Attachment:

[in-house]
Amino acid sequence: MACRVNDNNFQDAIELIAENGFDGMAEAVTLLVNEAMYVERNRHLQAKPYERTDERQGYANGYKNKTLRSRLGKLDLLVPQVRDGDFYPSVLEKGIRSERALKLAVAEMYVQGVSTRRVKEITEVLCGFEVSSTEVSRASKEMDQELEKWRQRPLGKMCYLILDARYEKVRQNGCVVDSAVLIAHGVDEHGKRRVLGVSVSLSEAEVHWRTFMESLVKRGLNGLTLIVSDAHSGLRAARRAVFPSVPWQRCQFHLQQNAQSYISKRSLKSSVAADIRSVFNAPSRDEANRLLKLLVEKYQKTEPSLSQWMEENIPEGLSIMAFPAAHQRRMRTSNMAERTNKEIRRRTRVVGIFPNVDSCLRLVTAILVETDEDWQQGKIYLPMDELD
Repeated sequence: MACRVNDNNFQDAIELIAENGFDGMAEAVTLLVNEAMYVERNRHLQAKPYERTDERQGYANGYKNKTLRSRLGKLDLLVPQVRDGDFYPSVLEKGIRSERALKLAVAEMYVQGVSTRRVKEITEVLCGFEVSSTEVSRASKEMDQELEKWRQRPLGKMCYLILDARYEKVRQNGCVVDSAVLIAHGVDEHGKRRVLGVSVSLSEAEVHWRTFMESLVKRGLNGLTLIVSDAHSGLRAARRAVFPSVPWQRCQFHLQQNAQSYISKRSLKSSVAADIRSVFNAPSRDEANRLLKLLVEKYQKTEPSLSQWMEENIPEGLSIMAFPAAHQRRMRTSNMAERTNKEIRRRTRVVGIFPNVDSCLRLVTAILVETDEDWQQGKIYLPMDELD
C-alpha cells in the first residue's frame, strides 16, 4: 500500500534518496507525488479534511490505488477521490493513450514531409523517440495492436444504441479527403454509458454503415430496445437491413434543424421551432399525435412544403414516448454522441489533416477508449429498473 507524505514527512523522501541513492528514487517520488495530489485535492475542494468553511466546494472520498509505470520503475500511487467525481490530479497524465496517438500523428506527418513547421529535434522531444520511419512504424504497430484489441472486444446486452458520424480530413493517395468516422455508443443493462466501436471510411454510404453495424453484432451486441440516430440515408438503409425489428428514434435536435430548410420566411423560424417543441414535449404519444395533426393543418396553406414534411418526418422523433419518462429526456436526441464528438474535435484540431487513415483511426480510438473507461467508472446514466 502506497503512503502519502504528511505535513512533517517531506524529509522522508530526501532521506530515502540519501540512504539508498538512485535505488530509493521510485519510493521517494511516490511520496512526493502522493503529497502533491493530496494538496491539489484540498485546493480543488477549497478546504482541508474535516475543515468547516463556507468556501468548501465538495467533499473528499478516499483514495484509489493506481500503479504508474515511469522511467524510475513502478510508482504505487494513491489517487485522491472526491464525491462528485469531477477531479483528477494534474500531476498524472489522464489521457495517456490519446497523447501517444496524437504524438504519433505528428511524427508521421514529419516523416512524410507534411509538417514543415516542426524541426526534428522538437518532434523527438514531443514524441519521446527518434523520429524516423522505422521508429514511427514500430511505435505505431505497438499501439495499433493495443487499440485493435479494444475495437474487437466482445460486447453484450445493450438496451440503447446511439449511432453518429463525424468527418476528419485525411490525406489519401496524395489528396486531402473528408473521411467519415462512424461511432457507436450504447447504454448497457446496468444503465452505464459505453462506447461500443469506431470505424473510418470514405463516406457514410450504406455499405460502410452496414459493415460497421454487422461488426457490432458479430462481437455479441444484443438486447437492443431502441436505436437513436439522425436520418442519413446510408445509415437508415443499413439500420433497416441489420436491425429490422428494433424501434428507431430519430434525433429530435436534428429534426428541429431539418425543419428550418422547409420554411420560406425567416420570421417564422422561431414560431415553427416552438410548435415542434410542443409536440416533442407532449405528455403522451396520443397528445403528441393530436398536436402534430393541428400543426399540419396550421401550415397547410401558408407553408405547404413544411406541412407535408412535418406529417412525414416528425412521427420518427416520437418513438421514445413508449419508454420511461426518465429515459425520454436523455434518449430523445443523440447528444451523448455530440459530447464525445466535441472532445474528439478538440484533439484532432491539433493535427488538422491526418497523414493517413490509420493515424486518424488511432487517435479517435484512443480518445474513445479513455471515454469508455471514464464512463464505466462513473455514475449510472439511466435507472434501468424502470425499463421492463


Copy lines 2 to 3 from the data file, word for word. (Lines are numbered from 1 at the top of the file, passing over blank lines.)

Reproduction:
Amino acid sequence: MACRVNDNNFQDAIELIAENGFDGMAEAVTLLVNEAMYVERNRHLQAKPYERTDERQGYANGYKNKTLRSRLGKLDLLVPQVRDGDFYPSVLEKGIRSERALKLAVAEMYVQGVSTRRVKEITEVLCGFEVSSTEVSRASKEMDQELEKWRQRPLGKMCYLILDARYEKVRQNGCVVDSAVLIAHGVDEHGKRRVLGVSVSLSEAEVHWRTFMESLVKRGLNGLTLIVSDAHSGLRAARRAVFPSVPWQRCQFHLQQNAQSYISKRSLKSSVAADIRSVFNAPSRDEANRLLKLLVEKYQKTEPSLSQWMEENIPEGLSIMAFPAAHQRRMRTSNMAERTNKEIRRRTRVVGIFPNVDSCLRLVTAILVETDEDWQQGKIYLPMDELD
Repeated sequence: MACRVNDNNFQDAIELIAENGFDGMAEAVTLLVNEAMYVERNRHLQAKPYERTDERQGYANGYKNKTLRSRLGKLDLLVPQVRDGDFYPSVLEKGIRSERALKLAVAEMYVQGVSTRRVKEITEVLCGFEVSSTEVSRASKEMDQELEKWRQRPLGKMCYLILDARYEKVRQNGCVVDSAVLIAHGVDEHGKRRVLGVSVSLSEAEVHWRTFMESLVKRGLNGLTLIVSDAHSGLRAARRAVFPSVPWQRCQFHLQQNAQSYISKRSLKSSVAADIRSVFNAPSRDEANRLLKLLVEKYQKTEPSLSQWMEENIPEGLSIMAFPAAHQRRMRTSNMAERTNKEIRRRTRVVGIFPNVDSCLRLVTAILVETDEDWQQGKIYLPMDELD